Telecom operators have lately been pushing to expand their service offerings to include value-added solutions for enterprise beyond just basic connectivity. Companies like Verizon, AT&T, and Sprint have all thrown themselves into the creation and delivery of new services across the Internet of Things, data analytics, cloud services, and more. But new data from ABI Research indicates technology decision-makers in enterprise just aren’t that into some of these new telco services.
According to ABI’s data, more than half (55 percent) of technology implementers said they expected to use telcos for connectivity alone. Only 13 percent said they expected telcos to create new ecosystems for IoT, data, IT, and cloud services. And the latter is a particularly sore spot. Just 4 percent of implementers said they use telcos for cloud computing services today – a figure ABI said is expected to drop to 1 percent in the next five years.
“Verizon has done well to offload its cloud businesses and other Tier One telcos will follow,” ABI Research Director Dimitris Mavrakis predicted. “Competing with Web-scale companies in their own field is impossible for telcos. Implementer requirements and telco strategies seem to be disparate for the moment. For example, telcos are focusing on the automotive vertical, but our survey indicates that the retail, government, and logistics markets are very interested in telco services.”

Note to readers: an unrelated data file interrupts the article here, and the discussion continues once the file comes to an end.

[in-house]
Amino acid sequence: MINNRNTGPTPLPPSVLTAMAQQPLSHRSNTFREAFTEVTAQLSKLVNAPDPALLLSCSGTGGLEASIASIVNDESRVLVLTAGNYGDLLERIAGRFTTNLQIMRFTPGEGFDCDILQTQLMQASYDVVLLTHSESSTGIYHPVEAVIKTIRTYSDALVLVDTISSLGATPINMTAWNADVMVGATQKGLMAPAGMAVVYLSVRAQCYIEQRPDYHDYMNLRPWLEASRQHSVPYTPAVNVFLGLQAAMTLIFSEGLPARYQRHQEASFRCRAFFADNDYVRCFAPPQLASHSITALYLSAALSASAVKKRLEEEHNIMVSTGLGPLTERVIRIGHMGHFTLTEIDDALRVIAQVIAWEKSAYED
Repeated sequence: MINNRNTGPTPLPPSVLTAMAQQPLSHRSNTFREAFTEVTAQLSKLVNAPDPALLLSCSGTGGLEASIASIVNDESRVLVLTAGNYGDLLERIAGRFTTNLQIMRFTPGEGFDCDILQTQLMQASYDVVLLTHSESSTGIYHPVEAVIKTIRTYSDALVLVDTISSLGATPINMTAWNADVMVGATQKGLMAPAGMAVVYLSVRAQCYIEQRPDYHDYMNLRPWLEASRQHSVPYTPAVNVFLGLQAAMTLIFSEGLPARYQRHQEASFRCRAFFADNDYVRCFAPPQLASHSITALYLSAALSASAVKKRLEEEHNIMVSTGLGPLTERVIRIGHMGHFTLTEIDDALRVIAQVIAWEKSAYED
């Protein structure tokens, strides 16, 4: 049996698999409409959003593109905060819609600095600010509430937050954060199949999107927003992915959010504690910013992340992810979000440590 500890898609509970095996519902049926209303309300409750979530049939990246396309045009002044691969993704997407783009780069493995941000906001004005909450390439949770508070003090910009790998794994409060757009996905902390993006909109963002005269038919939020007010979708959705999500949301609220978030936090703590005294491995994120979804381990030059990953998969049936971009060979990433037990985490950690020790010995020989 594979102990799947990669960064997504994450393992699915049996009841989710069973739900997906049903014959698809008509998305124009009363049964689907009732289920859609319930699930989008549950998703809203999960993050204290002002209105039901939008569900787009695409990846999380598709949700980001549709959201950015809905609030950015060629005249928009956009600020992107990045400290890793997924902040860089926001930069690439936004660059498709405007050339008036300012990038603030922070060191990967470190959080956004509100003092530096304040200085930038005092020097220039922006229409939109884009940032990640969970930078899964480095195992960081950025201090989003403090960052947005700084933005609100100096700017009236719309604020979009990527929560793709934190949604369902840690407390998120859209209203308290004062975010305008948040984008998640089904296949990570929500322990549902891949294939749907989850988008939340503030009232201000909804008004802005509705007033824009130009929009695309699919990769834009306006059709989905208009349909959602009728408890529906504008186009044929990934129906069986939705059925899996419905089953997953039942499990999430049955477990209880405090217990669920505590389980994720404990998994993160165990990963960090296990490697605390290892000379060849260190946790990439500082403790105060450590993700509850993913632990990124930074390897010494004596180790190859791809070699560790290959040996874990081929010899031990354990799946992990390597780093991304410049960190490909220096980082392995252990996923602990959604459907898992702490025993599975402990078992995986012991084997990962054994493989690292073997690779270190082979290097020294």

But there is hope for value-added services in the pipe.
ABI’s data indicated nearly a third of technology implementers in enterprise favored “connectivity plus” services, which the firm defined as the bundling of vertical-specific services on top of connectivity. In these cases, ABI noted telcos can take advantage of their existing assets, like data, devices management, applications and services management, security, and analytics to add value for implementers.
ABI’s full report, “Industry Survey: Transformative Technology Adoption and Attitudes – Implementers’ Perspective of Telco and Cloud,” can be found here.